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   Old Thread  #28 13 Oct 2020 at 4.45pm Login so you can post / reply  Register so you can join in!
In reply to Post #23
Agreed 👍🎣🇫🇷
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   Old Thread  #27 13 Oct 2020 at 4.40pm Login so you can post / reply  Register so you can join in!
In reply to Post #23
A double in a gravel pit is going to have a much tougher mouth than a 30lb fish in a silty water.

Surely your use of longshanks should be water/topography dependant going by your own logic?
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   Old Thread  #25 13 Oct 2020 at 2.49pm Login so you can post / reply  Register so you can join in!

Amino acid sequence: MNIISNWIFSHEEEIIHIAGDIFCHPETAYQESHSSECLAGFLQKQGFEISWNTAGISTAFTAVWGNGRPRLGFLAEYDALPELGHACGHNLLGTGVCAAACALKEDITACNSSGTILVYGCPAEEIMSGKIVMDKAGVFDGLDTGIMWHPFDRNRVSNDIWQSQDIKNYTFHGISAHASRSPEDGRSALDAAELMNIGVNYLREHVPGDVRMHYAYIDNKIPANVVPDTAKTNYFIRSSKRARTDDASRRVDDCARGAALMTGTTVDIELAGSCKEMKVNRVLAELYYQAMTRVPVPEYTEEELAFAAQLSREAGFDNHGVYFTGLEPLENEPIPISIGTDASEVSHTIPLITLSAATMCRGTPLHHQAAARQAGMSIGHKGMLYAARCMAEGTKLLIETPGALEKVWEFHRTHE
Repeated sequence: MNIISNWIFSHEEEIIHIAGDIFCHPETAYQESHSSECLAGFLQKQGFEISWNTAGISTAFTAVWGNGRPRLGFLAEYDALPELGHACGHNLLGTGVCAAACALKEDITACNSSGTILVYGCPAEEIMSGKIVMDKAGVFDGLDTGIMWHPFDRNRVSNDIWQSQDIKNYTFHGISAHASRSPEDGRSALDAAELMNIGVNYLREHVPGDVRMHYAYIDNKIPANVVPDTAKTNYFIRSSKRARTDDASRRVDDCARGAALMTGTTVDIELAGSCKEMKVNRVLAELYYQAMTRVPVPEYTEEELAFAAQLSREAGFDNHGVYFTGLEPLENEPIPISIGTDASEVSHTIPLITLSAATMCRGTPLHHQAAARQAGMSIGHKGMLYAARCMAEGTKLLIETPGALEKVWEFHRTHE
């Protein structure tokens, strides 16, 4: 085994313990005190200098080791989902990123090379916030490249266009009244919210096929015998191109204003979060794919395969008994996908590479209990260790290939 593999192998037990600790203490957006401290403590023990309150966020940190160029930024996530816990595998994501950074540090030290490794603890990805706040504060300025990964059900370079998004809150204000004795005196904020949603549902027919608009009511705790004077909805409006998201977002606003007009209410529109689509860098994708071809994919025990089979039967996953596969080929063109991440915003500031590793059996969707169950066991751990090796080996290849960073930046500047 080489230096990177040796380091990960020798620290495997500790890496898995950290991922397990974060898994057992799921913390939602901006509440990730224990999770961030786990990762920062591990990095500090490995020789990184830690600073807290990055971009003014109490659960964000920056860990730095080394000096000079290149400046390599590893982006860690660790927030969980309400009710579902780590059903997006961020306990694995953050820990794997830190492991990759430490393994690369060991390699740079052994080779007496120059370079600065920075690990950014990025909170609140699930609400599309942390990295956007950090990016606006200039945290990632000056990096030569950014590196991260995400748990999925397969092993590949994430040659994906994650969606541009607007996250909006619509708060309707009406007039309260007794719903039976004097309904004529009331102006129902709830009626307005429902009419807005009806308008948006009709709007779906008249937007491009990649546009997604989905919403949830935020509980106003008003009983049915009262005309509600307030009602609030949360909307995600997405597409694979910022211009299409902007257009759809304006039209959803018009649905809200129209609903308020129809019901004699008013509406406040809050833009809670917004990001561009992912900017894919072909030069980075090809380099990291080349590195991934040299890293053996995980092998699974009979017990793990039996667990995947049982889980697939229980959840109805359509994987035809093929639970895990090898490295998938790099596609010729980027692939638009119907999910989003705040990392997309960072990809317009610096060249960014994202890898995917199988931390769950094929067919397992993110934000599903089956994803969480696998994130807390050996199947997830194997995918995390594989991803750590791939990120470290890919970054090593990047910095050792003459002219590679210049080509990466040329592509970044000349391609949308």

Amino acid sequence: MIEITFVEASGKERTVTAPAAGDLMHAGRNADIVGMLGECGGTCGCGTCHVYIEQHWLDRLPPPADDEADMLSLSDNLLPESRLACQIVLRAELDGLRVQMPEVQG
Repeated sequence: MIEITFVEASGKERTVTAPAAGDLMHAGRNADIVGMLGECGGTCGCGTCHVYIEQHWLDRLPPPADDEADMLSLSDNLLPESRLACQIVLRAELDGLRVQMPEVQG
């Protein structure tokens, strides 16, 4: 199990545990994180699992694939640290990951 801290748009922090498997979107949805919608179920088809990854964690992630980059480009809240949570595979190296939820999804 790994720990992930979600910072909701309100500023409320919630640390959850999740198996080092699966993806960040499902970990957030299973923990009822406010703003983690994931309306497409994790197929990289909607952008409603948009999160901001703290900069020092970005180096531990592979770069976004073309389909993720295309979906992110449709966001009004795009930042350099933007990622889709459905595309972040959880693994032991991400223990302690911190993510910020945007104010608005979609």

In reply to Post #1
Iím sure youíre right that the way a fish is played can and does sometimes cause extra damage, but think about what happens when a carp is trying to turn.
The hook is embedded in the carpís lip (hopefully), so the further away the hook eye is from the point, the more leverage and twist is exerted on the hook point.
Add to that an oversize hook relative to fish size, the longer hook shank catching on the net, the increased chance of double hooking that some anglers have witnessed and itís no wonder that fishery owners often specify limits on hook patterns, sizes, and tackle.
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   Old Thread  #24 13 Oct 2020 at 2.20pm Login so you can post / reply  Register so you can join in!
Hmm, my opinion, I've used Long Shank Hooks since Fox brought them out in the 90's and I've never had a problem with them, but like Gerry has said I think there is a definate issue which I think is due to size of hook to size of fish.